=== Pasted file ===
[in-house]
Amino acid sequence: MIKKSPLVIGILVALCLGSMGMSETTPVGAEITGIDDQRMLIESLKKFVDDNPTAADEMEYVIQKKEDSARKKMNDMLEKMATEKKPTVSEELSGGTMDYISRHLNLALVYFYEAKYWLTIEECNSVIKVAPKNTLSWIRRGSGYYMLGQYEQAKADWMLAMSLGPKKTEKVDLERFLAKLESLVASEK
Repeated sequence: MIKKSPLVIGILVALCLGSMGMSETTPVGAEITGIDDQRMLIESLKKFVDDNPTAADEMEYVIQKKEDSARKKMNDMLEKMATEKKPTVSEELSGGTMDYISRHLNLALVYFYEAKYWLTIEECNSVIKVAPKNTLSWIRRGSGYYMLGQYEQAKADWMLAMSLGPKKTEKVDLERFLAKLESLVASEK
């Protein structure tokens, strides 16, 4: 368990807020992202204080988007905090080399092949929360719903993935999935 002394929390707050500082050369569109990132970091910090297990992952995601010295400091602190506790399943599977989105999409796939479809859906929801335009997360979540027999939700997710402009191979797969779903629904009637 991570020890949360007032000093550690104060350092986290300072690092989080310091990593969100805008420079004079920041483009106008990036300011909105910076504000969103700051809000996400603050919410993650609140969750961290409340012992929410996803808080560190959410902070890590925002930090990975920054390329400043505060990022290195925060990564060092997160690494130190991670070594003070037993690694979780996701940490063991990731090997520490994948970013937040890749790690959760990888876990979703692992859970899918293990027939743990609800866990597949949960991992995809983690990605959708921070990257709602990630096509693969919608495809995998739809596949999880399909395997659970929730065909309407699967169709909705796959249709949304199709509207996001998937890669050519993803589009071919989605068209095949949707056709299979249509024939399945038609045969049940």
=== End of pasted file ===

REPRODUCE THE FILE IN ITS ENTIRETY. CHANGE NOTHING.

[in-house]
Amino acid sequence: MIKKSPLVIGILVALCLGSMGMSETTPVGAEITGIDDQRMLIESLKKFVDDNPTAADEMEYVIQKKEDSARKKMNDMLEKMATEKKPTVSEELSGGTMDYISRHLNLALVYFYEAKYWLTIEECNSVIKVAPKNTLSWIRRGSGYYMLGQYEQAKADWMLAMSLGPKKTEKVDLERFLAKLESLVASEK
Repeated sequence: MIKKSPLVIGILVALCLGSMGMSETTPVGAEITGIDDQRMLIESLKKFVDDNPTAADEMEYVIQKKEDSARKKMNDMLEKMATEKKPTVSEELSGGTMDYISRHLNLALVYFYEAKYWLTIEECNSVIKVAPKNTLSWIRRGSGYYMLGQYEQAKADWMLAMSLGPKKTEKVDLERFLAKLESLVASEK
């Protein structure tokens, strides 16, 4: 368990807020992202204080988007905090080399092949929360719903993935999935 002394929390707050500082050369569109990132970091910090297990992952995601010295400091602190506790399943599977989105999409796939479809859906929801335009997360979540027999939700997710402009191979797969779903629904009637 991570020890949360007032000093550690104060350092986290300072690092989080310091990593969100805008420079004079920041483009106008990036300011909105910076504000969103700051809000996400603050919410993650609140969750961290409340012992929410996803808080560190959410902070890590925002930090990975920054390329400043505060990022290195925060990564060092997160690494130190991670070594003070037993690694979780996701940490063991990731090997520490994948970013937040890749790690959760990888876990979703692992859970899918293990027939743990609800866990597949949960991992995809983690990605959708921070990257709602990630096509693969919608495809995998739809596949999880399909395997659970929730065909309407699967169709909705796959249709949304199709509207996001998937890669050519993803589009071919989605068209095949949707056709299979249509024939399945038609045969049940």